they host). In a sense this is much the same idea as supported by  
OpenURL COinS (http://ocoins.info/), where OpenURL-format metadata is  
embedded in a HTML document and the user choose what resolver to use  
to resolve the links. Having LSIDs prefixed with a HTTP proxy makes  
this task a little harder.


On 15 Apr 2009, at 15:00, greg whitbread wrote:

> I like this compromise Rod.  But I think that it is time to give up on
> the concept of multiple identifiers.
> The existing TDWG recommendation that
> '5. All references to LSIDs within RDF documents should use the
> proxified form', basically states that LSID will never appear in any
> way other than bundled into an http URI  - if we are also to publish
> data as RDF.
> That sounds as if it means that those wanting to use LSID resolution
> will first have to extract the LSID part from the http URI which will
> now appear everywhere we would expect to find our unique identifier.
> Donald has presented a strong case for unique identifiers conforming
> to the LSID specification but we have now an equally strong case that
> in its http form our identifier must behave as a dereferenceable URN
> per W3C linked data recommendations.
> Acceptance of this requirement will impact on existing services
> expecting RDF back from the proxy service without content negotiation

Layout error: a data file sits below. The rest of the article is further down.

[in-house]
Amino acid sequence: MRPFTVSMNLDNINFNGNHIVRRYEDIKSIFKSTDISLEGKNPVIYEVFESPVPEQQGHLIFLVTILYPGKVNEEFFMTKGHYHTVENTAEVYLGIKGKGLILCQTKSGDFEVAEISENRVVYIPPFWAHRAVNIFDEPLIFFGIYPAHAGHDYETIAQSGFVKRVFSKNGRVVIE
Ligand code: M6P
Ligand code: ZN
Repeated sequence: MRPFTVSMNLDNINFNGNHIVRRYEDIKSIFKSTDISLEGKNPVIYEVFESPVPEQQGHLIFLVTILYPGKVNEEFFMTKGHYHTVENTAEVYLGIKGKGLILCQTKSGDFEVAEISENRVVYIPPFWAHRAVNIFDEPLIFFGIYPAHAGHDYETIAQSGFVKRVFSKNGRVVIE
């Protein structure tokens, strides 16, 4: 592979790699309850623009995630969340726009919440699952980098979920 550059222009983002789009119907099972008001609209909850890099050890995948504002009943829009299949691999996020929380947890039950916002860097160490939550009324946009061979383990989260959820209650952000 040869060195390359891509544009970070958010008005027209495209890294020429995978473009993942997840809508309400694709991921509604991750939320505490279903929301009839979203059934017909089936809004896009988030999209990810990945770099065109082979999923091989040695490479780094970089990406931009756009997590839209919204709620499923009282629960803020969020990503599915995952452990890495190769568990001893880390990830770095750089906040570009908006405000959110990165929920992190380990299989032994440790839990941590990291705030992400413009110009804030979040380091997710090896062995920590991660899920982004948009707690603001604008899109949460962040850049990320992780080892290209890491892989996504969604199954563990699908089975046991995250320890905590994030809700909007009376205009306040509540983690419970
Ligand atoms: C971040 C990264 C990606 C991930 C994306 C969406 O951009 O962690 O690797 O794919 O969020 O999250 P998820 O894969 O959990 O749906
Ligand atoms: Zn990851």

> and require update of TDWG GUID policy and recommendations so it is
> important that we try to get this sorted here as soon as possible.
> greg
> 2009/4/10 Roderic Page <r.page at bio.gla.ac.uk>:
>> In a rare attempt at being constructive, here are a few thoughts.
>> LSIDs and linked data
>> =================
>> If adoption of LSIDs proceeds, then we should make efforts to see  
>> that
>> they play nicely with Linked Data efforts. For example, a HTTP
>> resolver would need to support 303 redirects and content negotiation.
>> This help avoid us creating our own ghetto, but still exploit  
>> whatever
>> advantages LSIDs have.
>> Roger set up something along these lines to handle Biological
>> Collections Index (BioCol) LSIDs. There is a nice tool at http://validator.linkeddata.org/
>>  to check whether a URI behaves as Linked Data tools expect. Sadly
>> the proxied BioCol LSIDs (e.g., http://biocol.org/urn:lsid:biocol.org:col:15670
>>  ) don't validate, but this should be easy to fix. The TDWG resolver
>> similarly fails.
>> I've implemented a simple resolver at bioGUID that returns either raw
>> RDF or a clumsily formatted HTML version of the XML, but which passes
>> the http://validator.linkeddata.org tests. An example URI is http://bioguid.info/urn:lsid:indexfungorum.org:names:213649
>> , which validates http://tinyurl.com/cgje5n
>> So, my first recommendation is to ensure that a TDWG HTTP proxy  
>> passes http://validator.linkeddata.org/
>>  . This means we can play with the Semantic Web crowd with LSIDs.
>> Note that getting HTTP URIs to play with Linked Data is not trivial,
>> so whatever technology we adopt we'll need clear guidelines as to how